Thanks to a career-best 254.0 passing efficiency rating against Miami and another solid game last week against North Texas, Collin Klein ranks ninth nationally in that department at 180.77. Additionally, his career pass efficiency mark of 136.2 is currently third in school history as he trails K-State greats Matt Miller (152.6) and Michael Bishop (157.3). Klein’s passer rating against the Hurricanes was given a huge boost due to the fact he averaged 23.3 yards per completion, the fifth highest under head coach Bill Snyder by a quarterback that completed at least nine passes for at least 200 yards. Coupled with his three rushing scores against Miami, Klein picked up Big 12 Offensive Player of the Week honors. Against the Mean Green, Klein completed 15-of-20 passes for 230 yards and two more scores.
PROGRESSION IN THE PASSING GAME
Collin Klein is known for his toughness running the football, but the Loveland, Colo., product rapidly progressed in the passing game over the final few games of 2011, and he has extended that progression into 2012. In the first eight games of 2011, Klein averaged 124 passing yards per game with eight touchdowns, but he’s upped his production to 191.9 yards with 10 touchdowns over his last eight contests.
A RUNNING BACK AT QB
Although much was made about his 27 rushing touchdowns last year to tie a FBS quarterback record, the tough and determined Collin Klein topped the school record chart in another rushing category - attempts. Klein finished third nationally in rushing attempts, while he was the top quarterback and finished with an astonishing 75 more attempts than the player in second. Additionally, his 317 rushing attempts last season were the most by a quarterback since at least 1999, while he was just the second signal caller since 1999 to top 300 carries (Ricky Dobbs, Navy, 315, 2009). In his career, Klein has rushed at least 20 times on 13 occasions, including a career-high 35 carries in a four-overtime victory over Texas A&M in 2011.
IN GOOD COMPANY
With his stellar 2011 campaign, Collin Klein can lay claim to a feat that had only been accomplished by former Heisman Trophy winners. The Wildcat signal caller is one of just four players from all BCS AQ schools in the BCS era to record 20 rushing touchdowns and 10 passing scores the same season. The other three were Cam Newton (Auburn, 2010), Tim Tebow (Florida, 2007) and Eric Crouch (Nebraska, 2000).
GOING, GOING, GONE
Tyler Lockett may have taken teams by surprise last season with his kickoff-return abilities, but the speedy sophomore continues to excel in that aspect of the game as he ranks second nationally with a 43.25 average in the first three games this season, while he currently holds the Big 12 record for career return yardage at 36.8 yards per return. If Lockett keeps on his current pace, he will end the season holding the conference record, a mark currently held by a former Wildcat in Brandon Banks (28.5 yards). Lockett’s average was given a huge boost last week against North Texas when he returned a kickoff 96 yards for a touchdown, his third career return for a score. He is now in sole possession of second place in K-State history with his three scores, while he also ranks second nationally among active players. For his efforts against the Mean Green, Lockett earned Big 12 Special Teams Player of the Week honors.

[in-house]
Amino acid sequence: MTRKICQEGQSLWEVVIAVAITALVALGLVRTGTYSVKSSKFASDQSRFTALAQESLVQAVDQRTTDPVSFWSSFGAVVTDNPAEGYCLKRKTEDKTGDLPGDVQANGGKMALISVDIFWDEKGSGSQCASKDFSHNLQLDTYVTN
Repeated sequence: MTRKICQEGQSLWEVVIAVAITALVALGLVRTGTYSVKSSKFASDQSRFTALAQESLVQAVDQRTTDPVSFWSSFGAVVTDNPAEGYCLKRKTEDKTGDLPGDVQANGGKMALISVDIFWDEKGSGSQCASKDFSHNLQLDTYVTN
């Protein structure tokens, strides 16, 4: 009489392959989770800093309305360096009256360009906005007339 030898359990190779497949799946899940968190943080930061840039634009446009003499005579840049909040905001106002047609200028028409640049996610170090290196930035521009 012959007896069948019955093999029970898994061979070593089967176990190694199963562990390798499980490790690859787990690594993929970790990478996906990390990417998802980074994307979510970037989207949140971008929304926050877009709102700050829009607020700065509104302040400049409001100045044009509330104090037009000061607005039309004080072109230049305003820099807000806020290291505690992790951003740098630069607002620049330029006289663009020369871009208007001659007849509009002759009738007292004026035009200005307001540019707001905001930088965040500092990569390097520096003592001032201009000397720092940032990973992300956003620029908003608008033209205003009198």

HARPER CLOSES IN ON 1,000
Despite playing just three years at K-State, wide receiver Chris Harper is eight yards away from becoming the Wildcats 25th career 1,000-yard receiver. A former high school quarterback that played his freshman season at Oregon, Harper led the Wildcats last season in receptions (40), yards (547) and touchdowns (5).
HUBERT STARTS SEASON OFF STRONG
If the first three games of the season are any indication, junior running back John Hubert is going to make sure he won’t narrowly miss on a 1,000-yard season after falling 30 yards short last year. In his first two games, Hubert has topped the 100-yard mark twice, including a 152-yard performance in the season opener. Through three games, the Waco, Texas, product ranks second in the Big 12 in total rushing yardage, while he already has three touchdowns after three all of last year. One of his touchdowns was a 95-yard scamper against Missouri State, which was the second-longest in school history, the longest in Bill Snyder Family Stadium history and the longest in the Big 12 this season.
WHAT CAN BROWN DO FOR YOU
After leading the Wildcats with 101 tackles last season, senior linebacker Arthur Brown has not let up in his second season in Manhattan as he leads the Big 12 with 28 total tackles, thanks to a career-high 13 last week against North Texas despite missing an entire defensive series. The 2011 Big 12 Defensive Newcomer of the Year and a First Team All-Big 12 performer, Brown preceded his game against the Mean Green with a 10-tackle effort against his former team, Miami, the week prior.
DAVIS GETS TO THE QUARTERBACK
Adam Davis has shown a penchant for getting to the quarterback this season as he is tied for the Big 12 lead with three sacks. Even more impressive is the fact that each of those sacks have led to fumbles as he leads the conference and is tied for second nationally in forced fumbles. His three forced fumbles are already the most by a Wildcat since 2009 (Jeffrey Fitzgerald), while he is halfway to Darren Howard’s school record for six in 1999.
MILO IMPRESSIVE TO OPEN SEASON
A former community-college walk-on, Jarard Milo has earned starts in each of the first three games this season, and he has been one of K-State’s most consistent defenders. The Olathe, Kan., product is second on the squad with 22 tackles, which he is second in the Big 12 among defensive backs.